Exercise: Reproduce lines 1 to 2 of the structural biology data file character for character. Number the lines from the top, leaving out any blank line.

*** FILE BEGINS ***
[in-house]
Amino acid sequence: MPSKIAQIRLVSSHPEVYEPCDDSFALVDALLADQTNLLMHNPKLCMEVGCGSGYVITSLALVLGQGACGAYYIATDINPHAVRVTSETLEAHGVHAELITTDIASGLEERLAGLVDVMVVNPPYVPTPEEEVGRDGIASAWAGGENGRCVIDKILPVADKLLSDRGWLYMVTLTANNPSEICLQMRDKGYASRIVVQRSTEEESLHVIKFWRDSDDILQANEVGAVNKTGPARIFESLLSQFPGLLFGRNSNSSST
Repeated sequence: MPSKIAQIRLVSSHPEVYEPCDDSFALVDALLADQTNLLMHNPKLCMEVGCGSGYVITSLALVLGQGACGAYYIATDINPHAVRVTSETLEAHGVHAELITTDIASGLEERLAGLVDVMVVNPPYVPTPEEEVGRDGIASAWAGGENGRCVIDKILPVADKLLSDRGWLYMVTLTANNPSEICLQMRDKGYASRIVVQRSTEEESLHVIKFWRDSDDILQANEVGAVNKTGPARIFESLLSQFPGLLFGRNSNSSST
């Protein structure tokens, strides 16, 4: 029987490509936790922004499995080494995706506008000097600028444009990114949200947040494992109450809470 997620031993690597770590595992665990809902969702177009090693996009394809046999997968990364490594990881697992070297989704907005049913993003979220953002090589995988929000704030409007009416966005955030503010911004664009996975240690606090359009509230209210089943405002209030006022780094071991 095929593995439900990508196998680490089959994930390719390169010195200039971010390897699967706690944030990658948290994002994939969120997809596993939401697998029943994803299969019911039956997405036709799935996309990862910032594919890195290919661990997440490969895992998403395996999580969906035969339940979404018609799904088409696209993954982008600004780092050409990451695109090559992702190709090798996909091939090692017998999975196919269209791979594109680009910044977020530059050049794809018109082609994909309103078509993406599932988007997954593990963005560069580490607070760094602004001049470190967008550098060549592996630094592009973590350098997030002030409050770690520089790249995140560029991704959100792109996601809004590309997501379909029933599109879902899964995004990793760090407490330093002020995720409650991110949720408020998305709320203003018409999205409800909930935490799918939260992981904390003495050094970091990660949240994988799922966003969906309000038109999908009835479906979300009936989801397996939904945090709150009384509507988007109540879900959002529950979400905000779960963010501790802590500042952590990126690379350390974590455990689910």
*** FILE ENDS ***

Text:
[in-house]
Amino acid sequence: MPSKIAQIRLVSSHPEVYEPCDDSFALVDALLADQTNLLMHNPKLCMEVGCGSGYVITSLALVLGQGACGAYYIATDINPHAVRVTSETLEAHGVHAELITTDIASGLEERLAGLVDVMVVNPPYVPTPEEEVGRDGIASAWAGGENGRCVIDKILPVADKLLSDRGWLYMVTLTANNPSEICLQMRDKGYASRIVVQRSTEEESLHVIKFWRDSDDILQANEVGAVNKTGPARIFESLLSQFPGLLFGRNSNSSST